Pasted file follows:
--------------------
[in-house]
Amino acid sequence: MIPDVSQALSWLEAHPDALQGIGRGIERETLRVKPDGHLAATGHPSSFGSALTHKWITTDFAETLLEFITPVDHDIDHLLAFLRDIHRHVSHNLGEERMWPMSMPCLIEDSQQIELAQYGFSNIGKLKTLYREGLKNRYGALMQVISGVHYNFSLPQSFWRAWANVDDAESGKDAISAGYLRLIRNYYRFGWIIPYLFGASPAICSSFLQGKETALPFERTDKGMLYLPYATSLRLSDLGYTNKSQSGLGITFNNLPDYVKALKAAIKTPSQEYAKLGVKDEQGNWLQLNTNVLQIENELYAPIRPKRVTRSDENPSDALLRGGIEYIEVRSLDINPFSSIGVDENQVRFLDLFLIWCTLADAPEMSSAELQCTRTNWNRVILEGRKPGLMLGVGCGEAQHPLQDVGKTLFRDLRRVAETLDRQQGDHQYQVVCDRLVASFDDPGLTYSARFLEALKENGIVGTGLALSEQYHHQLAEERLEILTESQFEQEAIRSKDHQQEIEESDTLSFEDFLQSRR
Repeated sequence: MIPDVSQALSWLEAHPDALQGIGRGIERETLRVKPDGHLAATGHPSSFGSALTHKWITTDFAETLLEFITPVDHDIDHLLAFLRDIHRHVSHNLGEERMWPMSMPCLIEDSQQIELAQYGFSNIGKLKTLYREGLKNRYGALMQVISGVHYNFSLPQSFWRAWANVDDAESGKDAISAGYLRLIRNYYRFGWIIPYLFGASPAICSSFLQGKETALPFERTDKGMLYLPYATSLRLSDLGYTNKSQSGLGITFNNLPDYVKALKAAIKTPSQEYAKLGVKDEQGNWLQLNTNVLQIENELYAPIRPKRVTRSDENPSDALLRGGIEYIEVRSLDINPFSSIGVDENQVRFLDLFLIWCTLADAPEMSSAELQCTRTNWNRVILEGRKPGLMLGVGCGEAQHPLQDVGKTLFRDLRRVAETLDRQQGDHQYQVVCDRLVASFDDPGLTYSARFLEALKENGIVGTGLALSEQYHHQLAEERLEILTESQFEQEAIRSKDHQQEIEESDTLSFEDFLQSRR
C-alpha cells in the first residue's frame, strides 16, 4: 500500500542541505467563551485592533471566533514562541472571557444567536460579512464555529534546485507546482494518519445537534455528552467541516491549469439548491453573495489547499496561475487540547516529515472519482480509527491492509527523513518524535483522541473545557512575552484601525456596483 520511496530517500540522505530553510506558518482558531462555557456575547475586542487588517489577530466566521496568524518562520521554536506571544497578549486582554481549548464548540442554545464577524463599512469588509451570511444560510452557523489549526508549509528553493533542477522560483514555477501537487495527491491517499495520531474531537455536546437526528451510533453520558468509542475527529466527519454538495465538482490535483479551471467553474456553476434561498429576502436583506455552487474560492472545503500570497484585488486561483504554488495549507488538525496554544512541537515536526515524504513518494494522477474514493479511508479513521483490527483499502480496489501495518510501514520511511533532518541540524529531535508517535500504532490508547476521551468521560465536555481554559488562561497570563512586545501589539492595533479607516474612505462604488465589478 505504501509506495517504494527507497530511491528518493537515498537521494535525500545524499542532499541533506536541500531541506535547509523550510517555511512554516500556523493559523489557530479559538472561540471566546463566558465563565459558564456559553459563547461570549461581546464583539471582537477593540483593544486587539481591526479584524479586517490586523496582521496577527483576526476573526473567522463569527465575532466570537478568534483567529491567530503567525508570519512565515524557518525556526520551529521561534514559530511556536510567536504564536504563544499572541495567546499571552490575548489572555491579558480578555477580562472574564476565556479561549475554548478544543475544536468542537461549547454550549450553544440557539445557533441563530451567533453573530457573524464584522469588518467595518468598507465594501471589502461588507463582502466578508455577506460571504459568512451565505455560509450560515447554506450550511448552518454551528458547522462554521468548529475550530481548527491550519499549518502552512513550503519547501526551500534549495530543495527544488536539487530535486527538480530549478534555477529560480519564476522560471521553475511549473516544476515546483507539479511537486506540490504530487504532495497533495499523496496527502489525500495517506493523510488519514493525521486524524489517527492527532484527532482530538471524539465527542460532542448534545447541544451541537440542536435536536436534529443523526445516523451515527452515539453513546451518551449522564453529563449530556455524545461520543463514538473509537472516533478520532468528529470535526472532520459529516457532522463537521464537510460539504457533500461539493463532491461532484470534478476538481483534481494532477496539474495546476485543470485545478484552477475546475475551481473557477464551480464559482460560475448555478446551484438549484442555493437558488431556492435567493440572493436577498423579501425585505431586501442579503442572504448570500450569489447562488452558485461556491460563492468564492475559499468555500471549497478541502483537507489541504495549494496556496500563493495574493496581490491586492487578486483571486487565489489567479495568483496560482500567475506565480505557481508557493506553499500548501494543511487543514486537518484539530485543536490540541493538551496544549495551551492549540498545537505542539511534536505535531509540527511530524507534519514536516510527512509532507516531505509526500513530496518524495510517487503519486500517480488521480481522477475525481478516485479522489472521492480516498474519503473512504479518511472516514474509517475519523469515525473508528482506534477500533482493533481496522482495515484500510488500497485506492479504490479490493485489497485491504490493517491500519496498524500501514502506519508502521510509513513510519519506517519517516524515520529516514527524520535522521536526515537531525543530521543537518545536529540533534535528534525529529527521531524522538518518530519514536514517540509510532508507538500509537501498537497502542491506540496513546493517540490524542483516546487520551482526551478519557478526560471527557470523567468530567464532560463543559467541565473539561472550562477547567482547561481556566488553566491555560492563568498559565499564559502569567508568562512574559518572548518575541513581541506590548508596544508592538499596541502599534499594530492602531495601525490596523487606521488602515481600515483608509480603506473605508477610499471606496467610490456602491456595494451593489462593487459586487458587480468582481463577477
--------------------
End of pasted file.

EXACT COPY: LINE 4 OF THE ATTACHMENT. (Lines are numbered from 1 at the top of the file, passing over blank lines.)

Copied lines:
C-alpha cells in the first residue's frame, strides 16, 4: 500500500542541505467563551485592533471566533514562541472571557444567536460579512464555529534546485507546482494518519445537534455528552467541516491549469439548491453573495489547499496561475487540547516529515472519482480509527491492509527523513518524535483522541473545557512575552484601525456596483 520511496530517500540522505530553510506558518482558531462555557456575547475586542487588517489577530466566521496568524518562520521554536506571544497578549486582554481549548464548540442554545464577524463599512469588509451570511444560510452557523489549526508549509528553493533542477522560483514555477501537487495527491491517499495520531474531537455536546437526528451510533453520558468509542475527529466527519454538495465538482490535483479551471467553474456553476434561498429576502436583506455552487474560492472545503500570497484585488486561483504554488495549507488538525496554544512541537515536526515524504513518494494522477474514493479511508479513521483490527483499502480496489501495518510501514520511511533532518541540524529531535508517535500504532490508547476521551468521560465536555481554559488562561497570563512586545501589539492595533479607516474612505462604488465589478 505504501509506495517504494527507497530511491528518493537515498537521494535525500545524499542532499541533506536541500531541506535547509523550510517555511512554516500556523493559523489557530479559538472561540471566546463566558465563565459558564456559553459563547461570549461581546464583539471582537477593540483593544486587539481591526479584524479586517490586523496582521496577527483576526476573526473567522463569527465575532466570537478568534483567529491567530503567525508570519512565515524557518525556526520551529521561534514559530511556536510567536504564536504563544499572541495567546499571552490575548489572555491579558480578555477580562472574564476565556479561549475554548478544543475544536468542537461549547454550549450553544440557539445557533441563530451567533453573530457573524464584522469588518467595518468598507465594501471589502461588507463582502466578508455577506460571504459568512451565505455560509450560515447554506450550511448552518454551528458547522462554521468548529475550530481548527491550519499549518502552512513550503519547501526551500534549495530543495527544488536539487530535486527538480530549478534555477529560480519564476522560471521553475511549473516544476515546483507539479511537486506540490504530487504532495497533495499523496496527502489525500495517506493523510488519514493525521486524524489517527492527532484527532482530538471524539465527542460532542448534545447541544451541537440542536435536536436534529443523526445516523451515527452515539453513546451518551449522564453529563449530556455524545461520543463514538473509537472516533478520532468528529470535526472532520459529516457532522463537521464537510460539504457533500461539493463532491461532484470534478476538481483534481494532477496539474495546476485543470485545478484552477475546475475551481473557477464551480464559482460560475448555478446551484438549484442555493437558488431556492435567493440572493436577498423579501425585505431586501442579503442572504448570500450569489447562488452558485461556491460563492468564492475559499468555500471549497478541502483537507489541504495549494496556496500563493495574493496581490491586492487578486483571486487565489489567479495568483496560482500567475506565480505557481508557493506553499500548501494543511487543514486537518484539530485543536490540541493538551496544549495551551492549540498545537505542539511534536505535531509540527511530524507534519514536516510527512509532507516531505509526500513530496518524495510517487503519486500517480488521480481522477475525481478516485479522489472521492480516498474519503473512504479518511472516514474509517475519523469515525473508528482506534477500533482493533481496522482495515484500510488500497485506492479504490479490493485489497485491504490493517491500519496498524500501514502506519508502521510509513513510519519506517519517516524515520529516514527524520535522521536526515537531525543530521543537518545536529540533534535528534525529529527521531524522538518518530519514536514517540509510532508507538500509537501498537497502542491506540496513546493517540490524542483516546487520551482526551478519557478526560471527557470523567468530567464532560463543559467541565473539561472550562477547567482547561481556566488553566491555560492563568498559565499564559502569567508568562512574559518572548518575541513581541506590548508596544508592538499596541502599534499594530492602531495601525490596523487606521488602515481600515483608509480603506473605508477610499471606496467610490456602491456595494451593489462593487459586487458587480468582481463577477